This weekend, grab a cup of coffee and read the attached article and some of the references. We all must push back and reject neo-liberal technocracy as it is configured today…and CAGW/”climate change” is a primary example. Here’s a summary:
“the quantifiable entity called ‘the economy’ was created in the 20th century largely by reorganizing and redistributing knowledge and embedding new practices of description and calculation in governmental practice, and can at no point be sharply marked off from official coercion, state corruption and ‘non-economic’ institutions (Mitchell, 2002). Similarly, the neoliberal attempt to simulate efficient market outcomes by deploying cost-benefit analysis in policymaking depends on calculation and regulation undertaken by the state (Lohmann, 2009).”
“Nowhere is the state/market dichotomy more misleading than in the analysis of one of the last, most ambitious manifestations of neoliberalism – the carbon markets that began to emerge in the 1990s as the main international policy response to climate change.”
“Like the neoclassical shibboleths (the efficient markets hypothesis, rational expectations and the like) that have so picturesquely come to grief during the financial crisis, the carbon credit prices flashing on electronic screens in trading rooms on Wall Street or in the City of London reflect a complex political movement to reorganize and redistribute knowledge and power. Spelling out another notable chapter in the political history of commensuration (Espeland & Stevens, 1998), they form a part of one of neoliberalism’s last and greatest class projects: the attempt to appropriate the climate itself. Carbon trading thus takes its place alongside other movements of recent decades that have invented new possibilities of accumulation through the creation of fresh objects of calculation and the intensified commodification of some of the more hidden aspects of the infrastructure of human existence. Examples include attempts to expand credit by mathematizing and privatizing an unprecedented variety of uncertainties through derivatives markets (Lohmann,forthcoming), to privatize creativity through global intellectual property rights (Frischmann & Lemley, 2006), and to transform health, health care and even biological species into measurable, tradeable commodities.”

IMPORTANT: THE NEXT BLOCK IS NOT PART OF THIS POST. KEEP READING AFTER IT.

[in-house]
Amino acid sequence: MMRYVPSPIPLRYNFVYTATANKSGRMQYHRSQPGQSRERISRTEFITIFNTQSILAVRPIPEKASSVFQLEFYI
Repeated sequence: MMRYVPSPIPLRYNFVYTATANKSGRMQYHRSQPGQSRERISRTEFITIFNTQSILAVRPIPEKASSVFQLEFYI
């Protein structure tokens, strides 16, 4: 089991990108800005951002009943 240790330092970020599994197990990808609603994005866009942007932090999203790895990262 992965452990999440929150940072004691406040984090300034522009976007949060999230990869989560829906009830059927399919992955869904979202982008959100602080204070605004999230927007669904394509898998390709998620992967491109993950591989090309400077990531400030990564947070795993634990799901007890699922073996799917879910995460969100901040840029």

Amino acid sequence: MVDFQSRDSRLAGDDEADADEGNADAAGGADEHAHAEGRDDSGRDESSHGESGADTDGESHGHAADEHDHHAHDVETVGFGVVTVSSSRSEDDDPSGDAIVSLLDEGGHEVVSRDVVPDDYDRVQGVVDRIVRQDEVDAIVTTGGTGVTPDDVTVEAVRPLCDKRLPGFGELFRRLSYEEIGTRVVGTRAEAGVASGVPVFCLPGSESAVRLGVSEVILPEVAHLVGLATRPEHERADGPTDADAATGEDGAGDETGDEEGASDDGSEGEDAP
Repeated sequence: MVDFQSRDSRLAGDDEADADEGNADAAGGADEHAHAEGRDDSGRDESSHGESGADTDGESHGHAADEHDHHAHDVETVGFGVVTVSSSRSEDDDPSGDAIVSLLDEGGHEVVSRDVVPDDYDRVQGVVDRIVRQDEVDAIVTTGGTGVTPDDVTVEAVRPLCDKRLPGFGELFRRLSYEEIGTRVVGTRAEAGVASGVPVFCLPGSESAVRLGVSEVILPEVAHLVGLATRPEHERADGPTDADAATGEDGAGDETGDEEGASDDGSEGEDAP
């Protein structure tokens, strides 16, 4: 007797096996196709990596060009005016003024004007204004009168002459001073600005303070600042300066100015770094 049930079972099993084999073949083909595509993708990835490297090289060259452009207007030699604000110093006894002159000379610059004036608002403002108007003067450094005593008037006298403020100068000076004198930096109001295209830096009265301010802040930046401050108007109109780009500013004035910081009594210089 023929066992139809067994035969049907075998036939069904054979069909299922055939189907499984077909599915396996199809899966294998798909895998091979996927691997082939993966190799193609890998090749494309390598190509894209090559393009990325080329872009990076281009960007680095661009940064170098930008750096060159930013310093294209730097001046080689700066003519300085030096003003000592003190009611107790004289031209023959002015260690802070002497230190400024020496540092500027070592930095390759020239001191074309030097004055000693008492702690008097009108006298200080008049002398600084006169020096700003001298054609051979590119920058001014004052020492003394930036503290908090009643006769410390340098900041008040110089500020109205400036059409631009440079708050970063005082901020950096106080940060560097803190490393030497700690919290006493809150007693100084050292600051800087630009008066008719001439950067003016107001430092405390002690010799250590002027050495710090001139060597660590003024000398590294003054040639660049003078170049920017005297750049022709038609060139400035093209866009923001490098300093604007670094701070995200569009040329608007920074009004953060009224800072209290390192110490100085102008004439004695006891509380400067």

“The unfolding disaster of carbon trading prefigures the disintegration of the picture of a thoroughly calculable world to which neoliberalism clings more stubbornly than any state socialist project of the past. The important question is how this disintegration is to be effected politically…the answers are not yet clear, but here as elsewhere the fall of neoliberalism will be something to be achieved through patient movement-building and a long series of political struggles, not something automatically given by the mechanics of yet another crisis.”
Bud’s note: I would add Jacques Ellul’s book, The Technological Society, as a reference.